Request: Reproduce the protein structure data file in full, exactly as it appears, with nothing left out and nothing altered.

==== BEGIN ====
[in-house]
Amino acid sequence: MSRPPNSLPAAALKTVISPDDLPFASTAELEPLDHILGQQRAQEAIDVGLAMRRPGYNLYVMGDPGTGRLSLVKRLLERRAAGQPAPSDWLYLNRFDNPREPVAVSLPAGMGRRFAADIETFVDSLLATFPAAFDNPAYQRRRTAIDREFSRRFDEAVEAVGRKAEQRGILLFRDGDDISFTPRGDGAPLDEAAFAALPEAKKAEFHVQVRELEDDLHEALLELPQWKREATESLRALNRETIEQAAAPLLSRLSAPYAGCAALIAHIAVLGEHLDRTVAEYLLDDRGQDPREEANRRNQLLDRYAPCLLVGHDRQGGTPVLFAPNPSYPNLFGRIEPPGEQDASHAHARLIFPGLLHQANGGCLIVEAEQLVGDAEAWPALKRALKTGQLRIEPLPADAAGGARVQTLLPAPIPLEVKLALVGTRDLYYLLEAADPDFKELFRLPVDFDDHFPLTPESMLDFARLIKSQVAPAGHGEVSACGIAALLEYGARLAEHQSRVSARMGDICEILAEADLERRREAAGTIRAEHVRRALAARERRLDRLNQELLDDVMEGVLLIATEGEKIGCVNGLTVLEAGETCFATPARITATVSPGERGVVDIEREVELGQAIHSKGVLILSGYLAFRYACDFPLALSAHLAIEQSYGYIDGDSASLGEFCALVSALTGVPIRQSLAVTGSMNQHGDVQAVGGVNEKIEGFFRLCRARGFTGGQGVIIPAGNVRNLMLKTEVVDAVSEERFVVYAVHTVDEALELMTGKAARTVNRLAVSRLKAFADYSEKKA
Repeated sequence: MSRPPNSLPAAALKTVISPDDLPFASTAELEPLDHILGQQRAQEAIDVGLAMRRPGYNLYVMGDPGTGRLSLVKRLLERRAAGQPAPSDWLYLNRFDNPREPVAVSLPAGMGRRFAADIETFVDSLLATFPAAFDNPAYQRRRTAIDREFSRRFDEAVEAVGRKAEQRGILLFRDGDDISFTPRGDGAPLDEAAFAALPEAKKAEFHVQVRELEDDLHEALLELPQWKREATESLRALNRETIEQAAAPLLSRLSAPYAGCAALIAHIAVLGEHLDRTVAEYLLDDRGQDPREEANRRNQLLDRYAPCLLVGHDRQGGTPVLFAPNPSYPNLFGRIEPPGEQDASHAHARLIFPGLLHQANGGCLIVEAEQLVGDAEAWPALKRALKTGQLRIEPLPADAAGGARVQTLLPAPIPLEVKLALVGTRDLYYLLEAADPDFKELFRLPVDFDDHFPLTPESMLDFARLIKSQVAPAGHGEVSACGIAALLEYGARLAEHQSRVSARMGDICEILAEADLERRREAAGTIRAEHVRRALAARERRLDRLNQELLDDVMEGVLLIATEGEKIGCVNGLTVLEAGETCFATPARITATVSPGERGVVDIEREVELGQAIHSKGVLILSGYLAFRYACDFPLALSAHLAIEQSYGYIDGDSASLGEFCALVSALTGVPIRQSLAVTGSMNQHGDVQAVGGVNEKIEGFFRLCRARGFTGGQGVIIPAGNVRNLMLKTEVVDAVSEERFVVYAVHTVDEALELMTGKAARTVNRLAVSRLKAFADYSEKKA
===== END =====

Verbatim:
[in-house]
Amino acid sequence: MSRPPNSLPAAALKTVISPDDLPFASTAELEPLDHILGQQRAQEAIDVGLAMRRPGYNLYVMGDPGTGRLSLVKRLLERRAAGQPAPSDWLYLNRFDNPREPVAVSLPAGMGRRFAADIETFVDSLLATFPAAFDNPAYQRRRTAIDREFSRRFDEAVEAVGRKAEQRGILLFRDGDDISFTPRGDGAPLDEAAFAALPEAKKAEFHVQVRELEDDLHEALLELPQWKREATESLRALNRETIEQAAAPLLSRLSAPYAGCAALIAHIAVLGEHLDRTVAEYLLDDRGQDPREEANRRNQLLDRYAPCLLVGHDRQGGTPVLFAPNPSYPNLFGRIEPPGEQDASHAHARLIFPGLLHQANGGCLIVEAEQLVGDAEAWPALKRALKTGQLRIEPLPADAAGGARVQTLLPAPIPLEVKLALVGTRDLYYLLEAADPDFKELFRLPVDFDDHFPLTPESMLDFARLIKSQVAPAGHGEVSACGIAALLEYGARLAEHQSRVSARMGDICEILAEADLERRREAAGTIRAEHVRRALAARERRLDRLNQELLDDVMEGVLLIATEGEKIGCVNGLTVLEAGETCFATPARITATVSPGERGVVDIEREVELGQAIHSKGVLILSGYLAFRYACDFPLALSAHLAIEQSYGYIDGDSASLGEFCALVSALTGVPIRQSLAVTGSMNQHGDVQAVGGVNEKIEGFFRLCRARGFTGGQGVIIPAGNVRNLMLKTEVVDAVSEERFVVYAVHTVDEALELMTGKAARTVNRLAVSRLKAFADYSEKKA
Repeated sequence: MSRPPNSLPAAALKTVISPDDLPFASTAELEPLDHILGQQRAQEAIDVGLAMRRPGYNLYVMGDPGTGRLSLVKRLLERRAAGQPAPSDWLYLNRFDNPREPVAVSLPAGMGRRFAADIETFVDSLLATFPAAFDNPAYQRRRTAIDREFSRRFDEAVEAVGRKAEQRGILLFRDGDDISFTPRGDGAPLDEAAFAALPEAKKAEFHVQVRELEDDLHEALLELPQWKREATESLRALNRETIEQAAAPLLSRLSAPYAGCAALIAHIAVLGEHLDRTVAEYLLDDRGQDPREEANRRNQLLDRYAPCLLVGHDRQGGTPVLFAPNPSYPNLFGRIEPPGEQDASHAHARLIFPGLLHQANGGCLIVEAEQLVGDAEAWPALKRALKTGQLRIEPLPADAAGGARVQTLLPAPIPLEVKLALVGTRDLYYLLEAADPDFKELFRLPVDFDDHFPLTPESMLDFARLIKSQVAPAGHGEVSACGIAALLEYGARLAEHQSRVSARMGDICEILAEADLERRREAAGTIRAEHVRRALAARERRLDRLNQELLDDVMEGVLLIATEGEKIGCVNGLTVLEAGETCFATPARITATVSPGERGVVDIEREVELGQAIHSKGVLILSGYLAFRYACDFPLALSAHLAIEQSYGYIDGDSASLGEFCALVSALTGVPIRQSLAVTGSMNQHGDVQAVGGVNEKIEGFFRLCRARGFTGGQGVIIPAGNVRNLMLKTEVVDAVSEERFVVYAVHTVDEALELMTGKAARTVNRLAVSRLKAFADYSEKKA